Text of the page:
Imagine steep, red canyon walls rising up toward the bluebird sky and creating a natural amphitheatre. Sun-soaked vineyards and bustling, lively town plazas. Rock formations in so many shades it’s like an artist took a paintbrush to the mountains with every colour of the rainbow. This is just a taste of what it’s like to explore the rugged, dramatic, otherworldly landscapes found in Argentina’s Calchaqui Valley.
Found a couple hours’ drive south of the Spanish colonial city of Salta, there’s no better way to explore the region than by hopping in a car and heading down the highway, which is how I found myself with Ossian Lindholm. A Salta native, the renowned photographer leads photo expeditions around the world, organized through USA-based Travel Vision Journeys. The adventures are perfect for photographers of all skill levels even if you don’t know the difference between a F-stop and a flash, combining class time with hands-on instruction from Lindholm in some of the most impressive landscapes on earth.
The picturesque valley meant there were photo-ops at literally every turn, so we pared it down to about half a dozen locations for our day trip through Salta province. Since every road trip requires food and a bathroom break, we made a quick pit stop at Posta de las Cabras, a cute goat farm with a cafe and plenty of baked goods to fuel up on before continuing along the highway.
Our first opportunity to put our DSLRs to work came about half an hour later, when we pulled off the twisting black pavement to a spot that revealed a crimson canyon dotted with vibrant green foliage, making for the perfect contrast. It was here that Lindholm spoke with the group about his process, sharing composition tips and explaining how he adjusts for lighting conditions. However, I was a bit too busy jumping for joy at the scene spread out before us to take notes. See Exhibit A:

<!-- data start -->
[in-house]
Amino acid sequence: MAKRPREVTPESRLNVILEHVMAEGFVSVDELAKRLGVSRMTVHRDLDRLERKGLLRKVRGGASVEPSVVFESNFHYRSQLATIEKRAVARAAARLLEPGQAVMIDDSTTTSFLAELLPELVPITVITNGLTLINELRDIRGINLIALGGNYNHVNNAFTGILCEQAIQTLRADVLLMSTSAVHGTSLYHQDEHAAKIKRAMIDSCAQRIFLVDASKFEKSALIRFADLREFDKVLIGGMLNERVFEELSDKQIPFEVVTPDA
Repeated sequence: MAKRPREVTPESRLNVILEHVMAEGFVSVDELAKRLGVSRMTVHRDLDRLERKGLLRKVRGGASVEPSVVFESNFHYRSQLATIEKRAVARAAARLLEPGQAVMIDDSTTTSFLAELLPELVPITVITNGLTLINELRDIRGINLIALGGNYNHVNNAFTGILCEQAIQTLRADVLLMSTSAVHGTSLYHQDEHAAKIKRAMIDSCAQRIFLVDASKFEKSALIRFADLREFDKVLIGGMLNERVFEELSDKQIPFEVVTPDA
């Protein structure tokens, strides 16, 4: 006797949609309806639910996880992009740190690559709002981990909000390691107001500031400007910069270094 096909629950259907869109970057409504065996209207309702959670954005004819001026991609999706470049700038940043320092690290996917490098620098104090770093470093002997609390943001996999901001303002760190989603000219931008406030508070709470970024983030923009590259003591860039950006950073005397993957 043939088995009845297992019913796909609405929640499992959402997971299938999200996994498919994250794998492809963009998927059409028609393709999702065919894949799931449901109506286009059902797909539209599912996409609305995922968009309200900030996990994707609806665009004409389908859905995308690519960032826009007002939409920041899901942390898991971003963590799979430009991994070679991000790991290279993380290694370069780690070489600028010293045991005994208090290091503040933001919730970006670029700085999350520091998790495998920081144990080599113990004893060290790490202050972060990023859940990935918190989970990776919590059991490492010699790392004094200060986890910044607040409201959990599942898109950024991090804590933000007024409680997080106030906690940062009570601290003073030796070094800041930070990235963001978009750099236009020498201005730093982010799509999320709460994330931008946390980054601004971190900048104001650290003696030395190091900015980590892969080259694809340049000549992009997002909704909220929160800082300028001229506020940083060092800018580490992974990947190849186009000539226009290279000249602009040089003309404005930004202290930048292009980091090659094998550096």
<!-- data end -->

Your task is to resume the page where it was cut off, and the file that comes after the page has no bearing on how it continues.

Up next was El Anfiteatro, and we didn’t need Lindholm to tell us that it was a popular tourist attraction. Nope, that became evident as soon as we saw a line of tour buses parked haphazardly along the shoulder of the road and people armed with selfie-sticks streaming toward it. ‘The Amphitheatre’ was created by erosion from waterfalls that existed millions of years ago, forming patterned cave walls that soar 20 metres high. The resulting acoustics are spectacular, luring buskers who strum guitars hoping to sell CDs to travellers wandering through the cavern. Since I don’t even have a CD player (and really, does anyone anymore?), my friend Eric and I instead spent our time trying to nail perspective shots. Because Instagram.
Once my calf muscles had gotten a workout from jumping and flailing my arms around in the air while simultaneously praying Eric’s shutter speed was set fast enough, our group piled back into the van and set off for the next lookout point: the winding Rio de las Conchas river. With thick burgundy boulders jutting out over the valley creating natural lookout points, our options for experimenting with composition were endless. It was clear why Lindholm had brought us here: it was a photographer’s dream.